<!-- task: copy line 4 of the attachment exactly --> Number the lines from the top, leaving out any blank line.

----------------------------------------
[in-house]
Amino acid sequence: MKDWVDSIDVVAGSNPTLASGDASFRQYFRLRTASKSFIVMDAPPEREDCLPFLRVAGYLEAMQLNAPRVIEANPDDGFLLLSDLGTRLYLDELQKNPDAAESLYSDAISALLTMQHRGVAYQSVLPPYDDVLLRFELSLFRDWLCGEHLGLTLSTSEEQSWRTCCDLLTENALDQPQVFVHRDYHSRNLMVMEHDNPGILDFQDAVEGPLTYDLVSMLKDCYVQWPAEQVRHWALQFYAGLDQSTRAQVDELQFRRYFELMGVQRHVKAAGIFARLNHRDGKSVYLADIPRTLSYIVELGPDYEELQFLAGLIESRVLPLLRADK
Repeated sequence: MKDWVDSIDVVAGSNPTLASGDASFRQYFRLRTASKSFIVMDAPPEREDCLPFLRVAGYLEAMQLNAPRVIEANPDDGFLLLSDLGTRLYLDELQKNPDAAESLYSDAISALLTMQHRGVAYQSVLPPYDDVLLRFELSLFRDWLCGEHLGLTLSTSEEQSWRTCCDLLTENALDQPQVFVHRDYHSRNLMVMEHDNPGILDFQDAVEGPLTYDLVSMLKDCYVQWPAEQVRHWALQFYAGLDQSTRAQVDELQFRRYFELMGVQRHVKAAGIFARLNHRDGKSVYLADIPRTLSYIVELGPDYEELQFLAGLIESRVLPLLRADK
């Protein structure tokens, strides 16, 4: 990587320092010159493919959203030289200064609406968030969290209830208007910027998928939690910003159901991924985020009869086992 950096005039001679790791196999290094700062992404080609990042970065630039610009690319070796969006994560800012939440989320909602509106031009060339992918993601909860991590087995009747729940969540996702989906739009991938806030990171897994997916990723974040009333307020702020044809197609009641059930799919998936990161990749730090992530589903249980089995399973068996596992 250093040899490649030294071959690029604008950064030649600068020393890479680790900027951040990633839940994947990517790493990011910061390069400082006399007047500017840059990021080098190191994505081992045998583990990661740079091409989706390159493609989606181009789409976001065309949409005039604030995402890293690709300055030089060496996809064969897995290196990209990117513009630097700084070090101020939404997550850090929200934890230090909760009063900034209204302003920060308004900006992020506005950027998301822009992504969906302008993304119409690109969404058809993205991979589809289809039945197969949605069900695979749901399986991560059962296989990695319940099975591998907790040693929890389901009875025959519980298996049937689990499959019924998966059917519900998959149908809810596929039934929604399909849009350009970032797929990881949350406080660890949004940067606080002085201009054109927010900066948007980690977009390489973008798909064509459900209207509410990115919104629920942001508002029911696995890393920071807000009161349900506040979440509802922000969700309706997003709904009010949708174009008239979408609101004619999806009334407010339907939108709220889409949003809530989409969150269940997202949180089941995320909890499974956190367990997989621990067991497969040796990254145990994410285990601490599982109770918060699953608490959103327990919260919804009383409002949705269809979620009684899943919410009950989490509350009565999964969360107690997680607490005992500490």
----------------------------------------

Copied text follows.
């Protein structure tokens, strides 16, 4: 990587320092010159493919959203030289200064609406968030969290209830208007910027998928939690910003159901991924985020009869086992 950096005039001679790791196999290094700062992404080609990042970065630039610009690319070796969006994560800012939440989320909602509106031009060339992918993601909860991590087995009747729940969540996702989906739009991938806030990171897994997916990723974040009333307020702020044809197609009641059930799919998936990161990749730090992530589903249980089995399973068996596992 250093040899490649030294071959690029604008950064030649600068020393890479680790900027951040990633839940994947990517790493990011910061390069400082006399007047500017840059990021080098190191994505081992045998583990990661740079091409989706390159493609989606181009789409976001065309949409005039604030995402890293690709300055030089060496996809064969897995290196990209990117513009630097700084070090101020939404997550850090929200934890230090909760009063900034209204302003920060308004900006992020506005950027998301822009992504969906302008993304119409690109969404058809993205991979589809289809039945197969949605069900695979749901399986991560059962296989990695319940099975591998907790040693929890389901009875025959519980298996049937689990499959019924998966059917519900998959149908809810596929039934929604399909849009350009970032797929990881949350406080660890949004940067606080002085201009054109927010900066948007980690977009390489973008798909064509459900209207509410990115919104629920942001508002029911696995890393920071807000009161349900506040979440509802922000969700309706997003709904009010949708174009008239979408609101004619999806009334407010339907939108709220889409949003809530989409969150269940997202949180089941995320909890499974956190367990997989621990067991497969040796990254145990994410285990601490599982109770918060699953608490959103327990919260919804009383409002949705269809979620009684899943919410009950989490509350009565999964969360107690997680607490005992500490």